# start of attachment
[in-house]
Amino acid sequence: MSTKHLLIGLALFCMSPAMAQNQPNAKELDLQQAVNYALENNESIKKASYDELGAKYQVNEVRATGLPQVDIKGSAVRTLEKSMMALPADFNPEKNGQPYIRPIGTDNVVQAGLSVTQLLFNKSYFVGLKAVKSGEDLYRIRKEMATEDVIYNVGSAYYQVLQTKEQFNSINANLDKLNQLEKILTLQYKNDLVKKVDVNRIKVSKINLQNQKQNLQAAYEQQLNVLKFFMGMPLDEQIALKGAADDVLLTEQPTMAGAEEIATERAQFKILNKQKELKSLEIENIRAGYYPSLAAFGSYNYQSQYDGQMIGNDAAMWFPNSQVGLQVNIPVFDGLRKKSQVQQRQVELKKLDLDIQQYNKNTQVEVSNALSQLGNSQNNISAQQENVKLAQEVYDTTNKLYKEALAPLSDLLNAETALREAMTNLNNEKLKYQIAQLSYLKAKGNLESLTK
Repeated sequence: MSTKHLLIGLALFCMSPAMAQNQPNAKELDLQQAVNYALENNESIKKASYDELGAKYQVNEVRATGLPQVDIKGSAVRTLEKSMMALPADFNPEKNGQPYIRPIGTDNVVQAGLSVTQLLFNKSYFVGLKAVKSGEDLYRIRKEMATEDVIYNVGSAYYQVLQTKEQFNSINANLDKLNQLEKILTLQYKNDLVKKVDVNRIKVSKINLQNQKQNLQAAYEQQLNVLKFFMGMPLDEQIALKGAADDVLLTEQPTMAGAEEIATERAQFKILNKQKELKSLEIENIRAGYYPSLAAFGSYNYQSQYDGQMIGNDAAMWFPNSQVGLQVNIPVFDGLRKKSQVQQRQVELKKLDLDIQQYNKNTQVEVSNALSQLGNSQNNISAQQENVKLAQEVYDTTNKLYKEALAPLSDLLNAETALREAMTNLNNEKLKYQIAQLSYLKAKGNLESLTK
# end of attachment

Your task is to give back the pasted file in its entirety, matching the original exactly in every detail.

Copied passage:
[in-house]
Amino acid sequence: MSTKHLLIGLALFCMSPAMAQNQPNAKELDLQQAVNYALENNESIKKASYDELGAKYQVNEVRATGLPQVDIKGSAVRTLEKSMMALPADFNPEKNGQPYIRPIGTDNVVQAGLSVTQLLFNKSYFVGLKAVKSGEDLYRIRKEMATEDVIYNVGSAYYQVLQTKEQFNSINANLDKLNQLEKILTLQYKNDLVKKVDVNRIKVSKINLQNQKQNLQAAYEQQLNVLKFFMGMPLDEQIALKGAADDVLLTEQPTMAGAEEIATERAQFKILNKQKELKSLEIENIRAGYYPSLAAFGSYNYQSQYDGQMIGNDAAMWFPNSQVGLQVNIPVFDGLRKKSQVQQRQVELKKLDLDIQQYNKNTQVEVSNALSQLGNSQNNISAQQENVKLAQEVYDTTNKLYKEALAPLSDLLNAETALREAMTNLNNEKLKYQIAQLSYLKAKGNLESLTK
Repeated sequence: MSTKHLLIGLALFCMSPAMAQNQPNAKELDLQQAVNYALENNESIKKASYDELGAKYQVNEVRATGLPQVDIKGSAVRTLEKSMMALPADFNPEKNGQPYIRPIGTDNVVQAGLSVTQLLFNKSYFVGLKAVKSGEDLYRIRKEMATEDVIYNVGSAYYQVLQTKEQFNSINANLDKLNQLEKILTLQYKNDLVKKVDVNRIKVSKINLQNQKQNLQAAYEQQLNVLKFFMGMPLDEQIALKGAADDVLLTEQPTMAGAEEIATERAQFKILNKQKELKSLEIENIRAGYYPSLAAFGSYNYQSQYDGQMIGNDAAMWFPNSQVGLQVNIPVFDGLRKKSQVQQRQVELKKLDLDIQQYNKNTQVEVSNALSQLGNSQNNISAQQENVKLAQEVYDTTNKLYKEALAPLSDLLNAETALREAMTNLNNEKLKYQIAQLSYLKAKGNLESLTK